Image: Makar Paseniuk

After a summer lull in much of Europe, there are fears of a second lockdown or tighter restrictions across Europe as the Covid-19 infection rate has begun to rise sharply. This has raised concerns amongst investors of another economic hit from the pandemic as we head into the colder months. We asked Makar Paseniuk, founding partner of ICU, one of the top investment advisory and asset management firms in Central and Eastern Europe to share his opinions on the COVID-19 pandemic’s impact on the global economy and what we can expect to see in Ukraine.

The pandemic is substantially undermining such key drivers of long-term economic growth as employment, international trade, and business investment globally. 

“Unfortunately, jobs lost during the first several months of the pandemic are unlikely to be fully recouped in 2021”, said Mr Paseniuk. He added that there is also an added risk of rising unemployment if current job retention schemes in Advanced Economies are phased out. According to ICU’s latest forecast, global CAPEX continues to weaken and may turn around only in 2H21, due to high uncertainty and disrupted supply chains. All this makes 2021 global GDP growth more likely to miss the current consensus forecast of 5.6%.

Mr Paseniuk noted that this means that it is likely that containment measures, including social distancing and restrictions on some foreign travel, will remain for the near future. He also anticipates that people’s behaviour will become more cautious again and some forms of self-imposed social distancing may return (and has returned in some countries like the United Kingdom). But he predicts households and businesses should be much better adapted to the new waves of distance working and education than they were in the spring.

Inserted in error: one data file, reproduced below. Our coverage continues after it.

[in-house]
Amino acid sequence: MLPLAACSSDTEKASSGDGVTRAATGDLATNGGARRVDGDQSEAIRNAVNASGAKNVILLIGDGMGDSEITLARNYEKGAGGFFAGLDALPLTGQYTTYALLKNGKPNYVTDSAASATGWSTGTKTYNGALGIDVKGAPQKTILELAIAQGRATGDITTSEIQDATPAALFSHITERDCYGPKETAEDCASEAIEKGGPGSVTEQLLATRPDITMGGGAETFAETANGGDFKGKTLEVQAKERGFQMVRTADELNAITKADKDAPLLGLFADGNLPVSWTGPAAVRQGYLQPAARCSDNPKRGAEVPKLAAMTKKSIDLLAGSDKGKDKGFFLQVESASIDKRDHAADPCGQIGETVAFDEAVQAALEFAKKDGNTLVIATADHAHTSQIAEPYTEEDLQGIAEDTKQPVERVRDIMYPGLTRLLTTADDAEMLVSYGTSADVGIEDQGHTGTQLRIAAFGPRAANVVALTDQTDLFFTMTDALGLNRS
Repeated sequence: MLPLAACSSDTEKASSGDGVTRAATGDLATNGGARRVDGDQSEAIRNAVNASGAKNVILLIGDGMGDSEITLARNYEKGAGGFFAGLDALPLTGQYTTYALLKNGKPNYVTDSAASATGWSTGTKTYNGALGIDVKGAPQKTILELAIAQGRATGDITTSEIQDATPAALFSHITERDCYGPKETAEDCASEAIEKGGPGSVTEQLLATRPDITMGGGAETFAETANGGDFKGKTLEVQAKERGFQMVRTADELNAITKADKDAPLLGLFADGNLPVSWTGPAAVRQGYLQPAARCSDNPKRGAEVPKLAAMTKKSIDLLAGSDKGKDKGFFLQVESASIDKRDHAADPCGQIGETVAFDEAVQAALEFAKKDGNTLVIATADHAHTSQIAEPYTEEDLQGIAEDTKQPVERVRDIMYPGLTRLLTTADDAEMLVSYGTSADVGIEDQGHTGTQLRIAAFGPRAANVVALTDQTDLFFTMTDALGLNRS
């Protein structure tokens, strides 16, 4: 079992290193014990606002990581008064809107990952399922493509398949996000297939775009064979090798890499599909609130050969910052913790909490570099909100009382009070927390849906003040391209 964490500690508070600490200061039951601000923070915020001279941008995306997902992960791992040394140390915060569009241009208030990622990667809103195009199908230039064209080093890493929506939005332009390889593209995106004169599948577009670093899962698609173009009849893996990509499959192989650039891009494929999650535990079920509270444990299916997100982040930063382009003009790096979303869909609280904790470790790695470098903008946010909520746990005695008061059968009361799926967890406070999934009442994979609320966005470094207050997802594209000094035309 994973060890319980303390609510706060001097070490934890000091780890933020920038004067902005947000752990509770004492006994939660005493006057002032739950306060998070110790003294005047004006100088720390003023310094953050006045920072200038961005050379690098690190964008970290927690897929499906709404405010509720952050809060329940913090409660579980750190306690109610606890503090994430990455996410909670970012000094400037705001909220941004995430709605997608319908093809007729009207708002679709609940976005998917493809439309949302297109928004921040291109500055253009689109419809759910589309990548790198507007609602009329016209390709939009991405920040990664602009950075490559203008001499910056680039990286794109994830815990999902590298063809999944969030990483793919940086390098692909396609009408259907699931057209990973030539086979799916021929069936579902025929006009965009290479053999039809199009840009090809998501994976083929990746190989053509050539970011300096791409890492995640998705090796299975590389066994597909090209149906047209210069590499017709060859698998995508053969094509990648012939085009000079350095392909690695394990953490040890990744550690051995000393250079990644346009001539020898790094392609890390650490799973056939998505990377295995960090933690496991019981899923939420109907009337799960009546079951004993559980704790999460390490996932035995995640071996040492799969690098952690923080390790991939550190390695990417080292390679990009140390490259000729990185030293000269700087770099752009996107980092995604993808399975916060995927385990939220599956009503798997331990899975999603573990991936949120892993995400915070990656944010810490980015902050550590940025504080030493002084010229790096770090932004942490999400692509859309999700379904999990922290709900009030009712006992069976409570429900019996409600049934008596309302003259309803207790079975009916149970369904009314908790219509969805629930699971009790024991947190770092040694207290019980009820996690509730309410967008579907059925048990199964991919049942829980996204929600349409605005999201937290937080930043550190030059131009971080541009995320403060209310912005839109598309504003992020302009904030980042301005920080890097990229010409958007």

In Ukraine, after two months of strict lockdown from mid-March to mid-May, the government eased restrictions aggressively. The restrictions in Ukraine eased considerably in July compared with other countries. But in early August, as the number of infections increased, and, under an adaptive quarantine framework, restrictions started to tighten at the regional level. In particular, strict restrictions on public transportation and the hospitality sector were reintroduced in the regions from the red zone. However, compliance with quarantine confinements sharply deteriorated compared with the spring, as the population’s fear of the coronavirus dramatically fade.

Ukraine’s economy continues to recover after the strict lockdown. The sharp easing of restrictions in June gave a strong impetus to economic recovery said Mr Paseniuk. He points to economic activity such as retail sales, industrial production and real wages as some of the indicators that exceeded pre-pandemic levels in July.